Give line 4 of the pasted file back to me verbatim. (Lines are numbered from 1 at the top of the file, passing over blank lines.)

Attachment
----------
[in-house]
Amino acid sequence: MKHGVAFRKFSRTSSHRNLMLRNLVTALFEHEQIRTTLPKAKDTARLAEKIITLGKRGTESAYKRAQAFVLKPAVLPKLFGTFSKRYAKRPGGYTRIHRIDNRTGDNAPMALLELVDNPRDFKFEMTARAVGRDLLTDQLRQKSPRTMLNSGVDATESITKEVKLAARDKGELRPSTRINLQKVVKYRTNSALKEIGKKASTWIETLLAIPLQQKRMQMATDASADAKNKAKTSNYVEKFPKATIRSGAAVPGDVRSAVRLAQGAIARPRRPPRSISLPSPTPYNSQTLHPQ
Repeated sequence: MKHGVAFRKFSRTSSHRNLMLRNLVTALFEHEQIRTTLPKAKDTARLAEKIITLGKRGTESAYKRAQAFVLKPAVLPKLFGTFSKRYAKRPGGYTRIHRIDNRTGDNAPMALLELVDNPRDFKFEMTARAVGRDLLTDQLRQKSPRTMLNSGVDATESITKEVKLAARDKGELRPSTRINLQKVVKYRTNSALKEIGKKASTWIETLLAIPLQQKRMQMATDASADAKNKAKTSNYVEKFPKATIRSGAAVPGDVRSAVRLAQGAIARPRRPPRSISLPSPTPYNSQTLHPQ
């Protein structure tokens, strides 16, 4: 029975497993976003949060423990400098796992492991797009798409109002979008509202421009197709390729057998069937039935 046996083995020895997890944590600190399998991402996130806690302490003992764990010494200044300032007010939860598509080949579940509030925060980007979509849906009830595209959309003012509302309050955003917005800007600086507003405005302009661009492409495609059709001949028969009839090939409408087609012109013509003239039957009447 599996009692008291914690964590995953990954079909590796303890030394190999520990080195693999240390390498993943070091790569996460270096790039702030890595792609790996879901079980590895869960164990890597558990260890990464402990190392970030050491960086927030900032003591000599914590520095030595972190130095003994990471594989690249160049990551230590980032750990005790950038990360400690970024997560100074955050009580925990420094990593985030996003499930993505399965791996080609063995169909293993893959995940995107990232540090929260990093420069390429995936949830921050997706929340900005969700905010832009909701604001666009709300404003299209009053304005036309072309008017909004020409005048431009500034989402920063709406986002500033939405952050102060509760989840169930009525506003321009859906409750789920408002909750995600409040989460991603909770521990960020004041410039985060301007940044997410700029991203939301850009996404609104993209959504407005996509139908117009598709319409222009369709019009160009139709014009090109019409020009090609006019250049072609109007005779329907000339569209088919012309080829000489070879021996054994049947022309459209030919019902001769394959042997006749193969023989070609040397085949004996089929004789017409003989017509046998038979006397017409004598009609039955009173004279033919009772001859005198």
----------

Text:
């Protein structure tokens, strides 16, 4: 029975497993976003949060423990400098796992492991797009798409109002979008509202421009197709390729057998069937039935 046996083995020895997890944590600190399998991402996130806690302490003992764990010494200044300032007010939860598509080949579940509030925060980007979509849906009830595209959309003012509302309050955003917005800007600086507003405005302009661009492409495609059709001949028969009839090939409408087609012109013509003239039957009447 599996009692008291914690964590995953990954079909590796303890030394190999520990080195693999240390390498993943070091790569996460270096790039702030890595792609790996879901079980590895869960164990890597558990260890990464402990190392970030050491960086927030900032003591000599914590520095030595972190130095003994990471594989690249160049990551230590980032750990005790950038990360400690970024997560100074955050009580925990420094990593985030996003499930993505399965791996080609063995169909293993893959995940995107990232540090929260990093420069390429995936949830921050997706929340900005969700905010832009909701604001666009709300404003299209009053304005036309072309008017909004020409005048431009500034989402920063709406986002500033939405952050102060509760989840169930009525506003321009859906409750789920408002909750995600409040989460991603909770521990960020004041410039985060301007940044997410700029991203939301850009996404609104993209959504407005996509139908117009598709319409222009369709019009160009139709014009090109019409020009090609006019250049072609109007005779329907000339569209088919012309080829000489070879021996054994049947022309459209030919019902001769394959042997006749193969023989070609040397085949004996089929004789017409003989017509046998038979006397017409004598009609039955009173004279033919009772001859005198």